You know that feeling when you would meet somebody in class for the first time and suddenly you start seeing them everywhere?
Or when you buy some shoes and the next day you notice like 10 more people who have the same pair?
Or when you get a new car and randomly see the same make and model at every single stop light?
Well, losing someone to cancer is kind of like that.
You more than likely know someone who has been effected by cancer, but you don’t really recognize or understand it until it happens to you.
Since my mom’s passing one year ago, I’ve had conversations with dozens of people who have also lost someone to cancer. It’s not a group that you want to be a part of, nor that you want to add any new members, but it’s one that you’re happy exists. Because while any and all sympathy is appreciated, it’s tough to truly resonate with someone who hasn’t experienced loss themselves.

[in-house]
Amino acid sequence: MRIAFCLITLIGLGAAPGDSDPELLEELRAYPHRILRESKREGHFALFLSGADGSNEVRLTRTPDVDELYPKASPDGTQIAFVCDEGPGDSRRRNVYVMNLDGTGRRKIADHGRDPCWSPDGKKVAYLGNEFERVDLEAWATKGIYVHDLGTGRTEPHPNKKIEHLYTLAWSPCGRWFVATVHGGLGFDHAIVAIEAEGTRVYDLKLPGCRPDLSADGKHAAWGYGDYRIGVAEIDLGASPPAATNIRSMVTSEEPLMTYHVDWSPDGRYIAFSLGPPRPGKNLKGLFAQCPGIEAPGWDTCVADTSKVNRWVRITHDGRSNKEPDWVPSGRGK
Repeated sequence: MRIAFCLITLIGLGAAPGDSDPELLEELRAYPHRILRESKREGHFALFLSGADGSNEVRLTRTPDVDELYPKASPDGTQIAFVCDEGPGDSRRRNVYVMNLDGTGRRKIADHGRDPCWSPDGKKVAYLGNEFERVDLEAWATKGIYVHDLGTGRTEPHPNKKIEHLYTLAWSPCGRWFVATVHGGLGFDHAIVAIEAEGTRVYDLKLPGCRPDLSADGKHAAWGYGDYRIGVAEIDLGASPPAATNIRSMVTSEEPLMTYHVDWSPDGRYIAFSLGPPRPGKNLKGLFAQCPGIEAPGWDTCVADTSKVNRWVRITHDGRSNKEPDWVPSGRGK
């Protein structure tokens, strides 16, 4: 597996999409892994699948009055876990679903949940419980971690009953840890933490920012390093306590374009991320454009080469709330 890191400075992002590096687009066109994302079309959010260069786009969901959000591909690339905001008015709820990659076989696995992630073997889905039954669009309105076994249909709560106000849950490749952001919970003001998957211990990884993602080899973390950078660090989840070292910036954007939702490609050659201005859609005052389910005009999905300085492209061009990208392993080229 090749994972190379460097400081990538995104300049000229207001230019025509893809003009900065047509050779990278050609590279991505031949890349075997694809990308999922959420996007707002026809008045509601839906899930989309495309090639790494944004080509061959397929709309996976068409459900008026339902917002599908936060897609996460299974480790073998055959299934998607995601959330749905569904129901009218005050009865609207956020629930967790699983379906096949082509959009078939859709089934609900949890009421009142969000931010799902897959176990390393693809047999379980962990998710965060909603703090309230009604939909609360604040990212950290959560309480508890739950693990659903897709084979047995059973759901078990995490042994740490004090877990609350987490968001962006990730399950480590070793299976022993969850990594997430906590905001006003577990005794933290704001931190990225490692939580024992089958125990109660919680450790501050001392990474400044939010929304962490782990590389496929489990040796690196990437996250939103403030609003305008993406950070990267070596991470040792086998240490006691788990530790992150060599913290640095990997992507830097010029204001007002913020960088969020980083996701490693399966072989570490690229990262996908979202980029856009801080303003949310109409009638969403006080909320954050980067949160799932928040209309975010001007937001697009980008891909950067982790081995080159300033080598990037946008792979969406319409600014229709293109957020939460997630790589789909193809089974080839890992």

I’m thankful for the friends that have helped me through this year, and I empathize with those who are experiencing something similar. I’m thankful for my wife, who has been patient and understanding with me. And I’m thankful for my dad, because despite everything that he’s gone through, he remains strong.
A lot of times, it still frustrates me to think about what happened. It all was so sudden that I didn’t really have time to process or “deal with” it. To be honest, I probably still haven’t.
While I don’t know if there’s any “right” way to handle it, I do know that my mom would be proud of me. Much of her still lives on through the way that I treat people, the way that I love my kids, and the way that I go after what I want.
She was always my “number one fan”, and I know that she still is.